Tarek Yamani and Spektral Quartet Fall 2021 Ann Arbor World Premiere (top). The award-winning composer, jazz pianist and magpie favourite performs with the Chicago-based string ensemble in a co-production with the U of Michigan’s University Musical Society (where Spektral are artists-in-residence). They have worked together before – check out the UMS YouTube channel for an interesting hour of musical exploration.

Mohammed Fairouz: Fifth Symphony October 2021 London World Premiere To be recorded in London with the London Symphony Orchestra and streamed online.

Abu Dhabi Festival Youth Orchestra: Emirates Youth Symphony Orchestra October 2021 Abu Dhabi Riad Kudsi conducts Guido Felipe Sant’Anna e Silva (violin, right) and the EYSO in a programme of Beethoven, Saint-Saëns and Bizet.

Amanda Lee Falkenberg: The Moons Symphony 2021 sometime London A project that has been a longish and fruitful time in development, Amanda Lee Falkenberg’s composition in seven movements is based on visuals, reports and radio transmissions from the solar system. It’s fascinating (here’s the TEDxYouth@ASD talk she did in Dubai a couple of years ago) and spectacular – check out the samples here. With London Symphony Orchestra (conductor Marin Alsop) and London Voices. A co-production with The Moons Symphony Ltd.

A Journey with the Arabic Oud A CD box set of great oud music from across all the Arab regions and cultures; includes a DVD of the great lutemaker Albert Mansour at work. Produced by the Arab Music Archiving and Research in Lebanon, supported by the Abu Dhabi Festival.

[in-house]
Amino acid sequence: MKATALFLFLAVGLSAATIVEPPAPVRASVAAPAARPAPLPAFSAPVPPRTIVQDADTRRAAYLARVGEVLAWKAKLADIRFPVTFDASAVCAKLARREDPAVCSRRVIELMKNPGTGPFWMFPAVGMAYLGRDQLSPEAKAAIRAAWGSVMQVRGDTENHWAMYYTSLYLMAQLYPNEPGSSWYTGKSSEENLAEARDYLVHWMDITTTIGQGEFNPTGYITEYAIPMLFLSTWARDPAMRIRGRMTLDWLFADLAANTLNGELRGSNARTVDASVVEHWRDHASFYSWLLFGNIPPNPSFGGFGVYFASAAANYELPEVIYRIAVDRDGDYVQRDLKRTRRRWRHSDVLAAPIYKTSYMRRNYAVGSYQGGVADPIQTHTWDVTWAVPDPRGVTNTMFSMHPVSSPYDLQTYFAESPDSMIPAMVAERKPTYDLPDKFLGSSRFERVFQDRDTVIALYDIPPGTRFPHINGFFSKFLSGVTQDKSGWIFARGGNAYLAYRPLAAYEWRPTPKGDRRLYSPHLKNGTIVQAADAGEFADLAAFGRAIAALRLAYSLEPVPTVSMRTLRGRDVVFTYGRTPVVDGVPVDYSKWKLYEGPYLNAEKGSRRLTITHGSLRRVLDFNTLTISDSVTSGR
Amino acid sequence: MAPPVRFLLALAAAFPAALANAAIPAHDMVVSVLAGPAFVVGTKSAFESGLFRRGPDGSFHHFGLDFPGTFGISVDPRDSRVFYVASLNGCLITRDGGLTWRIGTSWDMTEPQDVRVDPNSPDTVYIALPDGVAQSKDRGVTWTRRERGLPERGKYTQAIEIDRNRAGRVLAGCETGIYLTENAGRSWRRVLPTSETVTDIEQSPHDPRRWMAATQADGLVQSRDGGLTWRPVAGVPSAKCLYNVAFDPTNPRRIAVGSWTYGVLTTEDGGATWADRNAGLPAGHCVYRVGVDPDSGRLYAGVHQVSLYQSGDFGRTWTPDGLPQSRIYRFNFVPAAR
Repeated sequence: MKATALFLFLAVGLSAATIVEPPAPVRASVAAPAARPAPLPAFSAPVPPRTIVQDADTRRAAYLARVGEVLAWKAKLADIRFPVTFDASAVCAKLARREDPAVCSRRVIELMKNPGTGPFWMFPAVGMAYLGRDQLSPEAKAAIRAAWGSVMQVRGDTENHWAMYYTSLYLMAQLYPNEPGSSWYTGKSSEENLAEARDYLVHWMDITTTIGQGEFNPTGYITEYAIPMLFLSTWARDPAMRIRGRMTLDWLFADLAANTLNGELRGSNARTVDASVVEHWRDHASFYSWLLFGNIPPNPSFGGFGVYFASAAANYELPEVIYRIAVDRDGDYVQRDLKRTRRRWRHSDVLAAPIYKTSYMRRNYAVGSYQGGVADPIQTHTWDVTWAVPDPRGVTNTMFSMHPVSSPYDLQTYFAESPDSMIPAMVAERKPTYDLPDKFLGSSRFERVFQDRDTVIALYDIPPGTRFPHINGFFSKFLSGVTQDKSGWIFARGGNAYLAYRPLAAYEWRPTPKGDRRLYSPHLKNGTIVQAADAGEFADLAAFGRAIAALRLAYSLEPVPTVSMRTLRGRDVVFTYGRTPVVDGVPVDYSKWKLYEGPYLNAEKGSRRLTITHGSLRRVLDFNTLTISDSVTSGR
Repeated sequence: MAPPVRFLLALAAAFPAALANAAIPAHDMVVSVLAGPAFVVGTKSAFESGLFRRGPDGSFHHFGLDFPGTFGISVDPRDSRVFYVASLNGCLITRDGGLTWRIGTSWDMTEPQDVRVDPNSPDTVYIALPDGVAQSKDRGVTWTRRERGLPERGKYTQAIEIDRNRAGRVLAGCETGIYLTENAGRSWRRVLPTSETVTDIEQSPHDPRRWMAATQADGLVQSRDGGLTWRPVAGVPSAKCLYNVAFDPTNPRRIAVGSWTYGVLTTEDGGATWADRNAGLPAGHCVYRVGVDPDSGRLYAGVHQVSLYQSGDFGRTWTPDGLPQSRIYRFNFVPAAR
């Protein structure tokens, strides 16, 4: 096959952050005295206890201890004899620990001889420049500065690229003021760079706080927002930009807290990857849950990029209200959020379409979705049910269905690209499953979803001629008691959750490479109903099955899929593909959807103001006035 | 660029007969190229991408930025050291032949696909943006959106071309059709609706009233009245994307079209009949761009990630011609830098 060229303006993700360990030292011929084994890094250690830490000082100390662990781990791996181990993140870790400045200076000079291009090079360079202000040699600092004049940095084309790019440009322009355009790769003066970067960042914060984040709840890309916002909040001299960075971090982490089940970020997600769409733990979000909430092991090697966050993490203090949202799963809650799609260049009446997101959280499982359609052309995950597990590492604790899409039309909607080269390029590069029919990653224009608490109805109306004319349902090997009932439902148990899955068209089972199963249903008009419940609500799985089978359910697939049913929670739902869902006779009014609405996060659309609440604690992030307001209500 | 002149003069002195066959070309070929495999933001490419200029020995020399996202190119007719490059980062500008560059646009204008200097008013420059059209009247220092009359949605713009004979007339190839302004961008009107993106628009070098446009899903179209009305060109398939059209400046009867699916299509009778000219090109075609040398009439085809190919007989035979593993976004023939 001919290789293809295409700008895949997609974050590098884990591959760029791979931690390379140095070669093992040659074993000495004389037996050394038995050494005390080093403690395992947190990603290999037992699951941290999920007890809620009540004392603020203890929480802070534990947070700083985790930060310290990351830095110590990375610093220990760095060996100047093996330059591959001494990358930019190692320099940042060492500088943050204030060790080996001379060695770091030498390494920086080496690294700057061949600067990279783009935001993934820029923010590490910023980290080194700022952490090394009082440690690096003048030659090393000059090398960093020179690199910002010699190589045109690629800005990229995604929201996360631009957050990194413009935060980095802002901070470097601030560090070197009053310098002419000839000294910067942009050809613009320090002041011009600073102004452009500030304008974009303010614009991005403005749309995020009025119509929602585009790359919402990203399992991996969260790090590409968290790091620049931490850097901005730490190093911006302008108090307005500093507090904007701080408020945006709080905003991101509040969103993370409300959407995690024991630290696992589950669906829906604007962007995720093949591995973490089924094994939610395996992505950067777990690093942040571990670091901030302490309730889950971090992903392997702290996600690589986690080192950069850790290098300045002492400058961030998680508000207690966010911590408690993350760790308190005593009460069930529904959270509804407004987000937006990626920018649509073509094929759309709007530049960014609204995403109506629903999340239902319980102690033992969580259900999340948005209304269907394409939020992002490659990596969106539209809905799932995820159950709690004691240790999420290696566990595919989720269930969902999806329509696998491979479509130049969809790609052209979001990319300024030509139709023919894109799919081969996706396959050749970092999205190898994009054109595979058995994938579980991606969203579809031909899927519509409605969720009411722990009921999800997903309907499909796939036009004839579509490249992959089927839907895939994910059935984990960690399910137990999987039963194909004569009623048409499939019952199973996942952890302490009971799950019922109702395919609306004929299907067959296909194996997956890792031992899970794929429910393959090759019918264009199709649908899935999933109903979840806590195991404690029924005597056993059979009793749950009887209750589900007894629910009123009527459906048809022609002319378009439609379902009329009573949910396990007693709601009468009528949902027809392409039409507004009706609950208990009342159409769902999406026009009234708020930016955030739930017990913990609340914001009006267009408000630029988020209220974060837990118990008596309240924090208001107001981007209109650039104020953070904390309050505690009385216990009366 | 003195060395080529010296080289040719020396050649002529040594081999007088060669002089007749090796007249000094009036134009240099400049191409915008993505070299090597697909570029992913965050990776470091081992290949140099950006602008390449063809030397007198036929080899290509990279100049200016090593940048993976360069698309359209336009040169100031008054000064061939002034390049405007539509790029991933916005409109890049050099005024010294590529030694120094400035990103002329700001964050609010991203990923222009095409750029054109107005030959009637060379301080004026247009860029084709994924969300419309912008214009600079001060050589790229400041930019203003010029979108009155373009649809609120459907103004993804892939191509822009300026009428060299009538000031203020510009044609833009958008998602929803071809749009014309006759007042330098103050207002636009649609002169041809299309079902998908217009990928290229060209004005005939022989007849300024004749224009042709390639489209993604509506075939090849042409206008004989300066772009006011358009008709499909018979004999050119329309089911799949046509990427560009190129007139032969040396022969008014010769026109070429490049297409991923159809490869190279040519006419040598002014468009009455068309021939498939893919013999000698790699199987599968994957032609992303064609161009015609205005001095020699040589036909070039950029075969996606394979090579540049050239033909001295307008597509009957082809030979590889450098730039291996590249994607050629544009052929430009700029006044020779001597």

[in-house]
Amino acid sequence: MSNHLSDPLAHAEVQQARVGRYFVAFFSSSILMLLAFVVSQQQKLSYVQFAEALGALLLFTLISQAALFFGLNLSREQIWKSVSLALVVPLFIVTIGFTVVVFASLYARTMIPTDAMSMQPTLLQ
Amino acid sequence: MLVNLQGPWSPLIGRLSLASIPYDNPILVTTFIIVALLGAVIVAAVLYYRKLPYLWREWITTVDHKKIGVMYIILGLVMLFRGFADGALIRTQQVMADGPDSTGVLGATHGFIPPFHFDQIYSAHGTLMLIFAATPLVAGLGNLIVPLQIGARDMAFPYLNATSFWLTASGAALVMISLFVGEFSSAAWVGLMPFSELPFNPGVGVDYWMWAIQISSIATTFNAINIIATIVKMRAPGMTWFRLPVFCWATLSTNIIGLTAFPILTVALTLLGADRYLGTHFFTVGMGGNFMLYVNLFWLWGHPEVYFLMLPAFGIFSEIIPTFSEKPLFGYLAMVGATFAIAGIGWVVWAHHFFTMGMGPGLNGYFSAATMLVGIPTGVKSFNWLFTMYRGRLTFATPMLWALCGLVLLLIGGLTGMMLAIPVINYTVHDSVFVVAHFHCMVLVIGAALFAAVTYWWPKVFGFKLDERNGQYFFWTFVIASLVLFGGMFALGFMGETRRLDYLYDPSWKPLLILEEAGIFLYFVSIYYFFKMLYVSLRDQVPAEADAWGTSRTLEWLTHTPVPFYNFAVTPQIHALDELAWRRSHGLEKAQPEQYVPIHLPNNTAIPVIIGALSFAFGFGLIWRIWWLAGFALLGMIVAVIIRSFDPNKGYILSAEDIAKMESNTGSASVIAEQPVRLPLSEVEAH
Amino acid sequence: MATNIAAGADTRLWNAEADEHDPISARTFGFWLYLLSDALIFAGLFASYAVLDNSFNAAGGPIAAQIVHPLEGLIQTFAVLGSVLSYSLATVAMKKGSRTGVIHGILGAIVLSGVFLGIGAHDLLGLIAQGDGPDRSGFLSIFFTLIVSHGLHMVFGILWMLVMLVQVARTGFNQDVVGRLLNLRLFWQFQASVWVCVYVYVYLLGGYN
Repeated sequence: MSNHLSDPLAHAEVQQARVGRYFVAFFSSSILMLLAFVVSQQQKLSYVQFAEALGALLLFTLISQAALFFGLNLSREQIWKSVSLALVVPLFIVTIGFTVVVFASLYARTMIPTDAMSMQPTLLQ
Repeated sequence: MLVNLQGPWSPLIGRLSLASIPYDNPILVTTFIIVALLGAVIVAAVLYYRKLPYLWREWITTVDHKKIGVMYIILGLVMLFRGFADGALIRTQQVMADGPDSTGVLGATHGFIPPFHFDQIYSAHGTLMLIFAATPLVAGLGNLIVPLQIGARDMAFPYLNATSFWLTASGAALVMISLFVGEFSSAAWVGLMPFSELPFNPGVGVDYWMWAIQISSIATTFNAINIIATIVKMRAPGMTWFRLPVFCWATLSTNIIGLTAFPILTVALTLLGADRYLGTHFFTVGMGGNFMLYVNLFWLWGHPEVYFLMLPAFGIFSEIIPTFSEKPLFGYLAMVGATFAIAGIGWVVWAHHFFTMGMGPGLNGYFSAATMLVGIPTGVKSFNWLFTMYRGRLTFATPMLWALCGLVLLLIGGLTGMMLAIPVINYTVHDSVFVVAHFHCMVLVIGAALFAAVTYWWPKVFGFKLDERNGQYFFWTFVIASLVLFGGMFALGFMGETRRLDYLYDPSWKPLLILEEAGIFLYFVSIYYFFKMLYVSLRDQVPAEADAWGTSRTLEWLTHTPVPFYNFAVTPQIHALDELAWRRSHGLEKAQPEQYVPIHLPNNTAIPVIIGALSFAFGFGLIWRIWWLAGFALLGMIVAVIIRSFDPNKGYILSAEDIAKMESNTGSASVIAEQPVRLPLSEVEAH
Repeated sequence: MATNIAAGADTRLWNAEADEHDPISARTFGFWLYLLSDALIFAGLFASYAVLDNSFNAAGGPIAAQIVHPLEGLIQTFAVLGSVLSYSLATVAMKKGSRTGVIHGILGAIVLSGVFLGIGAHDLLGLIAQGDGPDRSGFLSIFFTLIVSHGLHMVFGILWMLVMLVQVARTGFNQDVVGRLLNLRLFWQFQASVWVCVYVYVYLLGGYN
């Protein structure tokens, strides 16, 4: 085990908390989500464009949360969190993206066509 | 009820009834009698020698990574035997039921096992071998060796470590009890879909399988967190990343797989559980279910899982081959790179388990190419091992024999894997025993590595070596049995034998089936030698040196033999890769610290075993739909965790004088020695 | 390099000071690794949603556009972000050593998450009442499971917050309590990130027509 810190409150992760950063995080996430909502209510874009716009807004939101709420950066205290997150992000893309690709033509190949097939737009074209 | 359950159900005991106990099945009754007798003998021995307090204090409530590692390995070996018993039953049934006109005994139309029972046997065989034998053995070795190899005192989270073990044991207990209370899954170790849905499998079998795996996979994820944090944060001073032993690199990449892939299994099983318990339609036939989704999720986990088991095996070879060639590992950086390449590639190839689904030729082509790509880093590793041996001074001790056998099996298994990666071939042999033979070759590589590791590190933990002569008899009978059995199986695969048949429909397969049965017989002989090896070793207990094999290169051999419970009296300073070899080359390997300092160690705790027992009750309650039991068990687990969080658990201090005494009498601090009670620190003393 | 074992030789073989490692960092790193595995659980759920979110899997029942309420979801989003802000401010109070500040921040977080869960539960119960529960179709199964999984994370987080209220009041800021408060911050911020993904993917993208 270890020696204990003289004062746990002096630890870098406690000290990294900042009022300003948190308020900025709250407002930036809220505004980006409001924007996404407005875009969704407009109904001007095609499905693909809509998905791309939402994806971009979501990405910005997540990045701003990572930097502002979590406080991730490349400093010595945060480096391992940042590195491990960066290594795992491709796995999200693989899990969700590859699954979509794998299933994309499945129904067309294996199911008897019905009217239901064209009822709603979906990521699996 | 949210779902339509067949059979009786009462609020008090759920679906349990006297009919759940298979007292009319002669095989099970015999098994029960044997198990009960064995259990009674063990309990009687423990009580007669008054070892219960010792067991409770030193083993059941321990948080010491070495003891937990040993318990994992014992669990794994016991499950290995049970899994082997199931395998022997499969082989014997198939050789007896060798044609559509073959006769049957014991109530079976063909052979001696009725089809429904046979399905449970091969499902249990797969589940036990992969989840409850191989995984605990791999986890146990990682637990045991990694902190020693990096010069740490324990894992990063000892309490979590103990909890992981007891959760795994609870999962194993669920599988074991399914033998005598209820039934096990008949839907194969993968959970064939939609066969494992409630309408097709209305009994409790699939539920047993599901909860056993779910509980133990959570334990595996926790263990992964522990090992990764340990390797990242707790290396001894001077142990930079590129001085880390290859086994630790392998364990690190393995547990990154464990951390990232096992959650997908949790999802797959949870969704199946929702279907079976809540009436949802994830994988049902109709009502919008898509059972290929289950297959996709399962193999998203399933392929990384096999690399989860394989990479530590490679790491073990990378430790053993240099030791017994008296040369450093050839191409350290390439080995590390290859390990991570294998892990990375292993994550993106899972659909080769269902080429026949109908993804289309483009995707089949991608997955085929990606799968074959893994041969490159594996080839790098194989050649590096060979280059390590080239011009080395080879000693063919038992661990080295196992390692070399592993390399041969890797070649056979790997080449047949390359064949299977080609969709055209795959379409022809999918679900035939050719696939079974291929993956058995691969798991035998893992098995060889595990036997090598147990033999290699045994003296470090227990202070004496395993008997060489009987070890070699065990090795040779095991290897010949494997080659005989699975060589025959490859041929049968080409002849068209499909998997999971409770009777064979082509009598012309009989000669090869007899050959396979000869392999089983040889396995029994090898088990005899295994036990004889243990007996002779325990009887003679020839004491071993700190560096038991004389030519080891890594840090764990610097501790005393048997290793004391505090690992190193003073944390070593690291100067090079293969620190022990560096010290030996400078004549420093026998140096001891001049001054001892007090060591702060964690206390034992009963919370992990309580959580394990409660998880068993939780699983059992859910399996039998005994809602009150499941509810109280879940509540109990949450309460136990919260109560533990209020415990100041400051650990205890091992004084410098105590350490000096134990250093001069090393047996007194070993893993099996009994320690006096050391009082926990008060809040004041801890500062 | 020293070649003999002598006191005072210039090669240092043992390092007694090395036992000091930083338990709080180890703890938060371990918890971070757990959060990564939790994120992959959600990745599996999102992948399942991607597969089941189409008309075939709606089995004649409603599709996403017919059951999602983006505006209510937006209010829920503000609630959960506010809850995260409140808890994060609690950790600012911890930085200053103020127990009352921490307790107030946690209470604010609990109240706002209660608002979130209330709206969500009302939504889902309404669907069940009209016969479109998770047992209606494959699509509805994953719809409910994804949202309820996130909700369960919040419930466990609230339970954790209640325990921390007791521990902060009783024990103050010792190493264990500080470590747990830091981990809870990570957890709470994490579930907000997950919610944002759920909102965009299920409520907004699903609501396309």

Cairo Jazz Station Production of an album by the young trio who blend jazz and contemporary Middle Eastern music. A collaboration between ADF and Festival Aix-en-Provence.


Al Ain Film Festival Now in its third edition, the Al Ain Film Festival counts ADF as its “strategic cultural partner”. It’s not clear what this involves … AAFF is scheduled for 23-27 January 2021.

Al Ain Hajar Al Ruha (1946-1966) Documentary by the Emirati filmmaker Nasser Al Dhaheri chronicling the early life of Sheikh Zayed bin Sultan when he was the Ruler’s Representative in Al Ain. An ADF co-production.

Uncle Naji Comedy by the Emirati filmmaker Ahmad Zain Al Hashmi. An ADF co-production.


Art Amid Covid Ten UAE-based creatives discuss how Covid-19 has impacted their artistic practices in an online series of short documentaries curated by Emirati artist Jalal Luqman. This is part of ADMAF’s excellent ongoing Riwaq al Fikr series of talks and panel discussions.

Portrait of a Nation II: An Odyssey An ADMAF touring exhibition of UAE-based visual artists, a successor to the influential 2016 original now curated by art historian Maya El Khalil, Roxane Zand from Sotheby’s, and ADMAF Visual Arts Consultant Jalal Luqman. No word yet on where it can be seen, but the exhibition will be accompanied by two books that trace the development of the UAE’s art scene.

Youth Platform A return for ADF’s multidisciplinary, capacity-building programmes for Emirati youth. There are no details as yet, but in the past there have been public events and workshops in local schools and colleges.

Dance me to the End of Night: Spirituality in Art Inspired by Islam from the 10th Century until Today An exhibition at the Museum Angewandte Kunst in Frankfurt am Main featuring works by influential contemporary artists from the Arab world. Sponsored by ADF.

Forever Is Now This, the fourth annual exhibition by Art D’Égypte, will be the first international art exhibition to take place on the Giza Plateau at the Great Pyramids of Giza when it opens in October 2021. It should be a spectacular event in a stunning setting; it will feature contemporary art from the Arab world, including some from the UAE (no details yet), plus a tribute to the noted Egyptian sculptor Adam Henein who died in May this year. ADF is ‘cultural partner’ for the event.